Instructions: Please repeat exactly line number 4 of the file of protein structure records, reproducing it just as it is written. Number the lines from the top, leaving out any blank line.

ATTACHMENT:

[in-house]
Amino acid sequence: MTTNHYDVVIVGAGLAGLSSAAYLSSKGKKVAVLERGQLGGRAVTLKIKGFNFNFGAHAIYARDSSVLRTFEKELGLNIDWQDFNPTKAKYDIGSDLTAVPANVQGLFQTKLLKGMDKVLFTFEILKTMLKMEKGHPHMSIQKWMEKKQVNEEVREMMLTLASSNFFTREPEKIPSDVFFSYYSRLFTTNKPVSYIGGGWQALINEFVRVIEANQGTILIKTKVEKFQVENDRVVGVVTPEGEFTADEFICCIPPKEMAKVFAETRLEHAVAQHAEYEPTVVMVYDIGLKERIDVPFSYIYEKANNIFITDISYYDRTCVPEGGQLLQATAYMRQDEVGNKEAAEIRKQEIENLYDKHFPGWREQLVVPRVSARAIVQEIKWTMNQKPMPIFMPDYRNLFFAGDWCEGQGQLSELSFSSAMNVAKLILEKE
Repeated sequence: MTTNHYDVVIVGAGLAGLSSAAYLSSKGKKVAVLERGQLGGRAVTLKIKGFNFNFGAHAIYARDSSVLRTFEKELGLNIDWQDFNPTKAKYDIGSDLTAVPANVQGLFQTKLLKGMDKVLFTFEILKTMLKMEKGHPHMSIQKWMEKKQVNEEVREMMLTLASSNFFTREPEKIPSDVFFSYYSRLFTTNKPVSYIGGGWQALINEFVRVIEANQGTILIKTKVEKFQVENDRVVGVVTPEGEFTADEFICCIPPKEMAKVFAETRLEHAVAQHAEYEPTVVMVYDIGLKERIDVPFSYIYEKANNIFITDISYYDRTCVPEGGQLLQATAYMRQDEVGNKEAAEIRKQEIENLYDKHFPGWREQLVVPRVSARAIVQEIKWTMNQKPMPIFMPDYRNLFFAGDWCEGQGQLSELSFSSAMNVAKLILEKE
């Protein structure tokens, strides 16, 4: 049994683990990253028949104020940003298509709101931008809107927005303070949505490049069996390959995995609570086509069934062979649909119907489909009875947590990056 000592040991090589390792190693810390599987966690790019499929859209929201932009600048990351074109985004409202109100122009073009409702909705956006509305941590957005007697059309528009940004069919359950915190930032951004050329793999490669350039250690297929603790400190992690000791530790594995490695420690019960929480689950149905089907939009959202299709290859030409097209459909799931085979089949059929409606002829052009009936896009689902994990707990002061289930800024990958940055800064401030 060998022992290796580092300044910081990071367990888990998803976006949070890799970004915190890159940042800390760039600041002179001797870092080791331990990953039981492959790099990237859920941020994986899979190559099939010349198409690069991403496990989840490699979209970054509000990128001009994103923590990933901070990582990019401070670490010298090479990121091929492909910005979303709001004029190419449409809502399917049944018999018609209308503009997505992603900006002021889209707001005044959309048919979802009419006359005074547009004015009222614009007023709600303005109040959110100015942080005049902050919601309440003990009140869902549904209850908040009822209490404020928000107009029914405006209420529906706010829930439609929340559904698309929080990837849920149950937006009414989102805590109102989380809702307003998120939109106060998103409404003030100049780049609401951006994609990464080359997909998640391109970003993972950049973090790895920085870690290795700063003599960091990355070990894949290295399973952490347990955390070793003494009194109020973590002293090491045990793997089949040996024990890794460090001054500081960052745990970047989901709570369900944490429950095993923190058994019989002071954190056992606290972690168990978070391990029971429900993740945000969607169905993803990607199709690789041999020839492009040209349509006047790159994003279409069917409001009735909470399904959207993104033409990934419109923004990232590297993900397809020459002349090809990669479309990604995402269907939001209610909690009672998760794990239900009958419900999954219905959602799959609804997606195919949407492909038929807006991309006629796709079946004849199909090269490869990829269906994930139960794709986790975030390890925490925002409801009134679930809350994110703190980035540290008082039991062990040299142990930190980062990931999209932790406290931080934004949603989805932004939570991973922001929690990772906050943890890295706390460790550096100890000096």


């Protein structure tokens, strides 16, 4: 049994683990990253028949104020940003298509709101931008809107927005303070949505490049069996390959995995609570086509069934062979649909119907489909009875947590990056 000592040991090589390792190693810390599987966690790019499929859209929201932009600048990351074109985004409202109100122009073009409702909705956006509305941590957005007697059309528009940004069919359950915190930032951004050329793999490669350039250690297929603790400190992690000791530790594995490695420690019960929480689950149905089907939009959202299709290859030409097209459909799931085979089949059929409606002829052009009936896009689902994990707990002061289930800024990958940055800064401030 060998022992290796580092300044910081990071367990888990998803976006949070890799970004915190890159940042800390760039600041002179001797870092080791331990990953039981492959790099990237859920941020994986899979190559099939010349198409690069991403496990989840490699979209970054509000990128001009994103923590990933901070990582990019401070670490010298090479990121091929492909910005979303709001004029190419449409809502399917049944018999018609209308503009997505992603900006002021889209707001005044959309048919979802009419006359005074547009004015009222614009007023709600303005109040959110100015942080005049902050919601309440003990009140869902549904209850908040009822209490404020928000107009029914405006209420529906706010829930439609929340559904698309929080990837849920149950937006009414989102805590109102989380809702307003998120939109106060998103409404003030100049780049609401951006994609990464080359997909998640391109970003993972950049973090790895920085870690290795700063003599960091990355070990894949290295399973952490347990955390070793003494009194109020973590002293090491045990793997089949040996024990890794460090001054500081960052745990970047989901709570369900944490429950095993923190058994019989002071954190056992606290972690168990978070391990029971429900993740945000969607169905993803990607199709690789041999020839492009040209349509006047790159994003279409069917409001009735909470399904959207993104033409990934419109923004990232590297993900397809020459002349090809990669479309990604995402269907939001209610909690009672998760794990239900009958419900999954219905959602799959609804997606195919949407492909038929807006991309006629796709079946004849199909090269490869990829269906994930139960794709986790975030390890925490925002409801009134679930809350994110703190980035540290008082039991062990040299142990930190980062990931999209932790406290931080934004949603989805932004939570991973922001929690990772906050943890890295706390460790550096100890000096």